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Delhi returned excess oxygen due to storage problems, says interim report

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Even as the Delhi government continued to reiterate its demand for 700 MT of liquid medical oxygen in courts, it was returning excess oxygen or having it stored at plants instead, according to the national task force’s interim oxygen audit report.

On May 9, the Delhi government returned 74 MT of the 120 MT Liquid Medical Oxygen (LMO) supplied directly to it by M/s Linde Faridabad.

On May 10 M/s Air Liquide was requested by the Delhi government to store its 62MT LMO at their own plants in Roorkee and Panipat daily.

On the same day, the Delhi government requested Surajpur to store 37MT LMO at their Surajpur plant. It further directed various refillers to store 37.5 MT at their own plants.

A shortfall in supply was reported from JSW, Jharsuguda, “due to non-lifting of the allocated LMO by the Delhi government from their plant”, the interim report submitted to the apex court says.

The Petroleum and Explosives Safety Organization (PESO) study on Delhi oxygen supply points out that supplier, M/s Goyal Gases, complained that the shortfall in Delhi was due to non-availability of space in the storage tanks of Delhi’s hospitals.

This was resulting in an increase of turnaround time for tankers and their inability to execute supplies in time. The interim report says that these factors led to several north Indian states facing LMO shortage.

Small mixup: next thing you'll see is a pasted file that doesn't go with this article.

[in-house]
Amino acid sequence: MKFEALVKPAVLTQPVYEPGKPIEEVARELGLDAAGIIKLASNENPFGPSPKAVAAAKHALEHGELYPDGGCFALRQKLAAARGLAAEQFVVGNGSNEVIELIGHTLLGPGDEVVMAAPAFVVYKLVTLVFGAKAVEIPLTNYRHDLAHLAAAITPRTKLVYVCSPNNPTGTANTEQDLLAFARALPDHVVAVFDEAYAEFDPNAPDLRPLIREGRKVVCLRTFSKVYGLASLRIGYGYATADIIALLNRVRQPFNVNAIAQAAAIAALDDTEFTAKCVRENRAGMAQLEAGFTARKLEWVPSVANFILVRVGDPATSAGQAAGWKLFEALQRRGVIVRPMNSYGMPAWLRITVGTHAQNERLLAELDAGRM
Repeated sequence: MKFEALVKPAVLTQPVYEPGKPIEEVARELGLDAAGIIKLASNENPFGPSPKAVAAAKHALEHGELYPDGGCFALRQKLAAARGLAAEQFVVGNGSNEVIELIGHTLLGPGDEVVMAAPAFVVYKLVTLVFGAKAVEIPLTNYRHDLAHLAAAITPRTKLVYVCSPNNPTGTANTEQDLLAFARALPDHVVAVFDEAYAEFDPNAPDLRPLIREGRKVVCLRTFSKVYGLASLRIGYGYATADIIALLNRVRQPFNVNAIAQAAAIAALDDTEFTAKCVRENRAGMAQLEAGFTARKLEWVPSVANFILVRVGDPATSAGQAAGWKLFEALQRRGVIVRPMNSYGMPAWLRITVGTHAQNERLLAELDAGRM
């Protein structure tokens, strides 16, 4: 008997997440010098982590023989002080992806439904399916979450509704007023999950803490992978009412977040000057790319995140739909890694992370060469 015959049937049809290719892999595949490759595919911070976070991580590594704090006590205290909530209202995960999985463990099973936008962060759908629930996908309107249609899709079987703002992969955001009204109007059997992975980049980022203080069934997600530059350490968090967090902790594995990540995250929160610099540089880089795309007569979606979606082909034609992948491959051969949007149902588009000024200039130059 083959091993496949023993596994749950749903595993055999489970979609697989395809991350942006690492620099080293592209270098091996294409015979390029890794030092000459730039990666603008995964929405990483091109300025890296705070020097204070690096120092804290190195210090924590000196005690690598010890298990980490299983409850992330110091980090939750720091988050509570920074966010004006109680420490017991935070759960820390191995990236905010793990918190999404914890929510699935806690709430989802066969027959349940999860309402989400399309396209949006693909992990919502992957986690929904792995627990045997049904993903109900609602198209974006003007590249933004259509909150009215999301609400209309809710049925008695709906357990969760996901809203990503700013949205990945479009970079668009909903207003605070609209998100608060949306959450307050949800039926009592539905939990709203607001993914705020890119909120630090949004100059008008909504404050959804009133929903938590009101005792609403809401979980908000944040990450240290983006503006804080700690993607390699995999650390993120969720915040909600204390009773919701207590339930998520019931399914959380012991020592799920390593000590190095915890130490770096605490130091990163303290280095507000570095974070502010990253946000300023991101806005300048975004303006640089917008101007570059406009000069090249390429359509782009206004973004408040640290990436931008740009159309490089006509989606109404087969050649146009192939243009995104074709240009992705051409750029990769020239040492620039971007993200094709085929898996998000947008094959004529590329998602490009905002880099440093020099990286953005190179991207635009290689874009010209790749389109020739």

Five states wrote to the Centre seeking additional LMO as active cases overtook Delhi’s tally.

The first letter came from the Punjab Chief Minister on May 4, seeking 50 MT additional LMO. Chandigarh wrote on May 5 seeking an allocation increase at least from 30MT to 35 MT.

On May 6, Uttar Pradesh Chief Minister Yogi Adityanath sought an additional allocation of 360 MT LMO. Chief Secretary of Rajasthan wrote on May 7 saying the state had received one of the lowest allocation despite high case load. Uttarakhand Chief Secretary wrote on the same day seeking 70 MT LMO.

On May 8, the Haryana CM wrote saying that not only did the state have more cases than Delhi but it was also catering to 20-40% of Delhi patients in NCR hospitals.

The Delhi comparison was telling. By May 10, Delhi had created a reserve for about 112 MT LMO and filled storage tanks of all small dealers and hospitals tanks with LMO. Meanwhile, the number of active cases in Delhi had begun to drop — from one lakh plus on April 20 to about 85,000 on May 10 when 628 MT LMO was supplied to it.

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